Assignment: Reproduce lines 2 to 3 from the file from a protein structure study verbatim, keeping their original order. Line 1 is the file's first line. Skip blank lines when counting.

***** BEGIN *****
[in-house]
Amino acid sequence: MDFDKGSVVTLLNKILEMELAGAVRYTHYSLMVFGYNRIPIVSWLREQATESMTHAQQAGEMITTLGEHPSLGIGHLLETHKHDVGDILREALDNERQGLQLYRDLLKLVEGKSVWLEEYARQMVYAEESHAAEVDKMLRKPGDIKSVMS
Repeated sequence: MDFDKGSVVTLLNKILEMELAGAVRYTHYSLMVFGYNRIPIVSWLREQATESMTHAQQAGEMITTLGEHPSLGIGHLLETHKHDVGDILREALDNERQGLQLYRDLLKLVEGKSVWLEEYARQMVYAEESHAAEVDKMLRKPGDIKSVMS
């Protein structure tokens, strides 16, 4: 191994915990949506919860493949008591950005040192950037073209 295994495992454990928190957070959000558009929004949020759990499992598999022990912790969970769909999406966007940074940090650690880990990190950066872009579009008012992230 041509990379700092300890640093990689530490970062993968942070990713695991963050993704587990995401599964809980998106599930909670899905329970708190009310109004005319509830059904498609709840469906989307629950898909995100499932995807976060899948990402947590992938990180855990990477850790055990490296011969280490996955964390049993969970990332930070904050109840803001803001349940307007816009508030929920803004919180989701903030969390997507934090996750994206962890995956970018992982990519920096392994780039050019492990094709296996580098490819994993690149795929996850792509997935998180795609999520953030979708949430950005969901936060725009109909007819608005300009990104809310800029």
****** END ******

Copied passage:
Amino acid sequence: MDFDKGSVVTLLNKILEMELAGAVRYTHYSLMVFGYNRIPIVSWLREQATESMTHAQQAGEMITTLGEHPSLGIGHLLETHKHDVGDILREALDNERQGLQLYRDLLKLVEGKSVWLEEYARQMVYAEESHAAEVDKMLRKPGDIKSVMS
Repeated sequence: MDFDKGSVVTLLNKILEMELAGAVRYTHYSLMVFGYNRIPIVSWLREQATESMTHAQQAGEMITTLGEHPSLGIGHLLETHKHDVGDILREALDNERQGLQLYRDLLKLVEGKSVWLEEYARQMVYAEESHAAEVDKMLRKPGDIKSVMS